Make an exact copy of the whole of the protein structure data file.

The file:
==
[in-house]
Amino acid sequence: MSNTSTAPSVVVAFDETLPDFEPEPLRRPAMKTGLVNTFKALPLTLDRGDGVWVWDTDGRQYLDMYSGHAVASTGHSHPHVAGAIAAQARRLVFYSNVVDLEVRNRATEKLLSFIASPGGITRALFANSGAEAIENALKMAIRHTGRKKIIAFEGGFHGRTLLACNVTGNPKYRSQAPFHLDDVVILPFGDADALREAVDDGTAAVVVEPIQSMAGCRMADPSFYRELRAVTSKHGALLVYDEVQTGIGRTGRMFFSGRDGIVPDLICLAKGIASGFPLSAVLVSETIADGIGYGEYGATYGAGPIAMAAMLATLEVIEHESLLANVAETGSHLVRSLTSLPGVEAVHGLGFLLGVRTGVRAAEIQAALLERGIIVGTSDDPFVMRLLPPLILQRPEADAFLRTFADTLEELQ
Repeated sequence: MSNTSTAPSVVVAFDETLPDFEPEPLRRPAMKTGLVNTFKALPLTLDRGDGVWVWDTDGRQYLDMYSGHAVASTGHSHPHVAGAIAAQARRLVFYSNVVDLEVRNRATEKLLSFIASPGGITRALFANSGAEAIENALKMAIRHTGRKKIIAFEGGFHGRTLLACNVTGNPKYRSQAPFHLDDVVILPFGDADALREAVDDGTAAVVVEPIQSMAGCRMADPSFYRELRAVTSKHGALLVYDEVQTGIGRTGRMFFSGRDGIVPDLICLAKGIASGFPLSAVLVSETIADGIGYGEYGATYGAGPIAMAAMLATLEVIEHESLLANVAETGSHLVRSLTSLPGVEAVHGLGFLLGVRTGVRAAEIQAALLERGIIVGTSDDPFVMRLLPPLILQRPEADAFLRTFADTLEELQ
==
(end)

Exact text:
[in-house]
Amino acid sequence: MSNTSTAPSVVVAFDETLPDFEPEPLRRPAMKTGLVNTFKALPLTLDRGDGVWVWDTDGRQYLDMYSGHAVASTGHSHPHVAGAIAAQARRLVFYSNVVDLEVRNRATEKLLSFIASPGGITRALFANSGAEAIENALKMAIRHTGRKKIIAFEGGFHGRTLLACNVTGNPKYRSQAPFHLDDVVILPFGDADALREAVDDGTAAVVVEPIQSMAGCRMADPSFYRELRAVTSKHGALLVYDEVQTGIGRTGRMFFSGRDGIVPDLICLAKGIASGFPLSAVLVSETIADGIGYGEYGATYGAGPIAMAAMLATLEVIEHESLLANVAETGSHLVRSLTSLPGVEAVHGLGFLLGVRTGVRAAEIQAALLERGIIVGTSDDPFVMRLLPPLILQRPEADAFLRTFADTLEELQ
Repeated sequence: MSNTSTAPSVVVAFDETLPDFEPEPLRRPAMKTGLVNTFKALPLTLDRGDGVWVWDTDGRQYLDMYSGHAVASTGHSHPHVAGAIAAQARRLVFYSNVVDLEVRNRATEKLLSFIASPGGITRALFANSGAEAIENALKMAIRHTGRKKIIAFEGGFHGRTLLACNVTGNPKYRSQAPFHLDDVVILPFGDADALREAVDDGTAAVVVEPIQSMAGCRMADPSFYRELRAVTSKHGALLVYDEVQTGIGRTGRMFFSGRDGIVPDLICLAKGIASGFPLSAVLVSETIADGIGYGEYGATYGAGPIAMAAMLATLEVIEHESLLANVAETGSHLVRSLTSLPGVEAVHGLGFLLGVRTGVRAAEIQAALLERGIIVGTSDDPFVMRLLPPLILQRPEADAFLRTFADTLEELQ